The Splendid Santa Maria in Cosmedin Water Feature in Rome

Amazing discoveries of both Christian and pagan origin have been made by archaeologists and restorers in the area around Santa Maria in Cosmedin in Rome. The celebrated marble sculpture known as the Bocca della Verità (Mouth of Truth) is located in the portico of the basilica nearby. When the Santa Maria in Cosmedin water fountain was created in 1719, it was off the beaten track and mostly unknown as a result. The part of town where it was located was forlorn and uninviting which was enough to keep people away. It was then that the Italian architect Carlo Bizzaccheri was mandated by Pope Clement XI to erect a fountain in the square outside the church of Santa Maria in Cosmedin in an attempt to make the area more popular. The task of laying down the church’s foundation began on August 17, 1717. The consecration of the first stone to be placed in the foundation was followed by medals being tossed in showing the images of the Blessed Virgin, for whom the church is named, and St. John the Baptist, the patron saint of water.

Keeping Your Outdoor Garden Fountain Tidy

Water fountains will last a long time with scheduled cleaning and maintenance. It is easy for foreign items to find their way into outside fountains, so keeping it clean is important. On top of that, algae can be a challenge, as sun hitting the water allows it to form quickly. Either sea salt, hydrogen peroxide, or vinegar can be blended into the water to prevent this problem. Some people opt for pouring bleach into the water, but the drawback is that it harms wildlife - so it should be avoided.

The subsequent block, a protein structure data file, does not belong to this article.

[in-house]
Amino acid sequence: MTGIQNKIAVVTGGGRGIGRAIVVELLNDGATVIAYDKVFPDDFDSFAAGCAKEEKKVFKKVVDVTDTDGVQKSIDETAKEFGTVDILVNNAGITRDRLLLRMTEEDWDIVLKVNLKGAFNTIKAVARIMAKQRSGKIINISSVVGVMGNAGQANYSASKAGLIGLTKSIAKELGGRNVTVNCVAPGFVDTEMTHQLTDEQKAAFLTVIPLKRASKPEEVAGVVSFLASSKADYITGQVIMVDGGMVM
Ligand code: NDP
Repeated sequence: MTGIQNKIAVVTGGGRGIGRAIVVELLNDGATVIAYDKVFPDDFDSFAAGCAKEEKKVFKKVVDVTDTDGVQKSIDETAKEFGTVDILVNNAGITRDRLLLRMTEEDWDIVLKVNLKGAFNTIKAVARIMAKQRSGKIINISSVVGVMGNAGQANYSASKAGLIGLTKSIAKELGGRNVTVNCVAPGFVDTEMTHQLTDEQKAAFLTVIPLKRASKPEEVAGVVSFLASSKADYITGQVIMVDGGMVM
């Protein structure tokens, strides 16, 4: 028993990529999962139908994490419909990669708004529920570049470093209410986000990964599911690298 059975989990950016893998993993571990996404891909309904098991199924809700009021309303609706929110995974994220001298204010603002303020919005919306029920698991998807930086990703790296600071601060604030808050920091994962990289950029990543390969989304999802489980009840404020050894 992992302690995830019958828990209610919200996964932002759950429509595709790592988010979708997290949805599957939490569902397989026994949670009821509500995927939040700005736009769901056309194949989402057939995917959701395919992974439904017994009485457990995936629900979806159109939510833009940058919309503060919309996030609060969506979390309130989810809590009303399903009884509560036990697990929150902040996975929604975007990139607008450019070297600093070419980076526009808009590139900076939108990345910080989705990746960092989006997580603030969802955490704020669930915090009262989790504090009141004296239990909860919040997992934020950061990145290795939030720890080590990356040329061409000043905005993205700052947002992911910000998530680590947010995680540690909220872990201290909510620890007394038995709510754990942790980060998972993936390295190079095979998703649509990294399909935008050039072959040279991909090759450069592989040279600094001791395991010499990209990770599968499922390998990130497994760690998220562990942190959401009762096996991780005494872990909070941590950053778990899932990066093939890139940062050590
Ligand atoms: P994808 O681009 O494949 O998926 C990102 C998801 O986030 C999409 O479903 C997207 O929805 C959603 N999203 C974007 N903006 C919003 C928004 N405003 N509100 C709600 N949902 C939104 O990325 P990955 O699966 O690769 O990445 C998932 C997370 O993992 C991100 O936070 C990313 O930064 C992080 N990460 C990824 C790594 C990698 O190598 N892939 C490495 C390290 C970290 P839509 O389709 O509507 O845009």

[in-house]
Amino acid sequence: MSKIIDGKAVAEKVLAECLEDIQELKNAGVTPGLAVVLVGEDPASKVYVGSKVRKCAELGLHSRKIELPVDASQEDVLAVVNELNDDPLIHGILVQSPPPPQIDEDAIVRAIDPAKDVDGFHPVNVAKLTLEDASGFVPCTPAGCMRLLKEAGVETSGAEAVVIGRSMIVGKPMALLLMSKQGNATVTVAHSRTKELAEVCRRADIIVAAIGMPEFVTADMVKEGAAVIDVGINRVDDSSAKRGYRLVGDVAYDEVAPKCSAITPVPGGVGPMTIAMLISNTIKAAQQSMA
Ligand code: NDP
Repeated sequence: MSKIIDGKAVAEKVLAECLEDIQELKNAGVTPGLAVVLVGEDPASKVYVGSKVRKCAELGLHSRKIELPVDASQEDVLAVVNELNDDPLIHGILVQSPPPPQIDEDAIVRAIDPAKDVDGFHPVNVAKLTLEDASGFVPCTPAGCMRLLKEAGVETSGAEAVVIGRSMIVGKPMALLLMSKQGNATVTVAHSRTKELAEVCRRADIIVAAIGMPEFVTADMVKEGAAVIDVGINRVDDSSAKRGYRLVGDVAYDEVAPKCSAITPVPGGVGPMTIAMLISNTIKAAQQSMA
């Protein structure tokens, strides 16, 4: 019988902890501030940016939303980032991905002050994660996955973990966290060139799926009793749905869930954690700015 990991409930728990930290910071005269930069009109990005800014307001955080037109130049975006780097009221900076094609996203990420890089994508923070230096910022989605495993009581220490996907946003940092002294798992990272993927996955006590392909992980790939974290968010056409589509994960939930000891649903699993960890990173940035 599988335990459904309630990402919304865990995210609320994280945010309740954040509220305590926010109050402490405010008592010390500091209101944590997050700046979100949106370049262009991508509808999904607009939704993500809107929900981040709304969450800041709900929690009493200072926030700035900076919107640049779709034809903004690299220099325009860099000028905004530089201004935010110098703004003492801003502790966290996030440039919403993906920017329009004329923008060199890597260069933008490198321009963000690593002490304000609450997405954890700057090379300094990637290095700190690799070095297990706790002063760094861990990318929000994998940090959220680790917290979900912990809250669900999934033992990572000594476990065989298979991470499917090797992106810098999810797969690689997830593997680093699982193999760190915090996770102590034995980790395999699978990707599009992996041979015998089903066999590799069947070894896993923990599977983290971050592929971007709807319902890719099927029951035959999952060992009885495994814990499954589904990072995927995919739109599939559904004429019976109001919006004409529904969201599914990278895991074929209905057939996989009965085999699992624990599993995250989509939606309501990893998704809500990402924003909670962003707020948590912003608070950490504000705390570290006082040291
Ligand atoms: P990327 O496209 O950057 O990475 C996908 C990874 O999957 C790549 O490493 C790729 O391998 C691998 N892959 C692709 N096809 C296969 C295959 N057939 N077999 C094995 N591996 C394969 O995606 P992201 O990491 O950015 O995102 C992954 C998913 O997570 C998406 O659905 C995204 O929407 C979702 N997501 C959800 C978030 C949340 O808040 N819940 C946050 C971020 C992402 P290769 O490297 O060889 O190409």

Experts advise that the typical garden fountain undergoes a thorough cleaning every 3-4 months.

First off you must drain the water. Then use a soft towel and gentle cleanser to scrub the inside. If there are any little grooves, work with a toothbrush to reach each and every spot. Do not leave any soap deposit inside of or on the fountain.

Make sure you get rid of any calcium or plankton by taking the pump apart and cleaning the inside properly. You might want to let it soak in vinegar for a few hours to make it much less difficult to scrub. Mineral or rain water, versus tap water, is ideal in order to eliminate any build-up of chemicals inside the pump.

One final tip for keeping your fountain in top working order is to check the water level every day and make sure it is full. If the water level drops below the pump’s intake level, it can harm the pump and cause it to burn out - something you don't want to happen!

Water Elements: A Must in any Japanese Gardens

You will seldom see a Japanese garden that does not have a water element. You will often find Japanese water fountains in the doorway of a temple or home due to the fact that they are regarded as symbolic of physical and spiritual cleansing. Since water is supposed to be the focal point of a fountain, you will notice that the designs are kept very straightforward.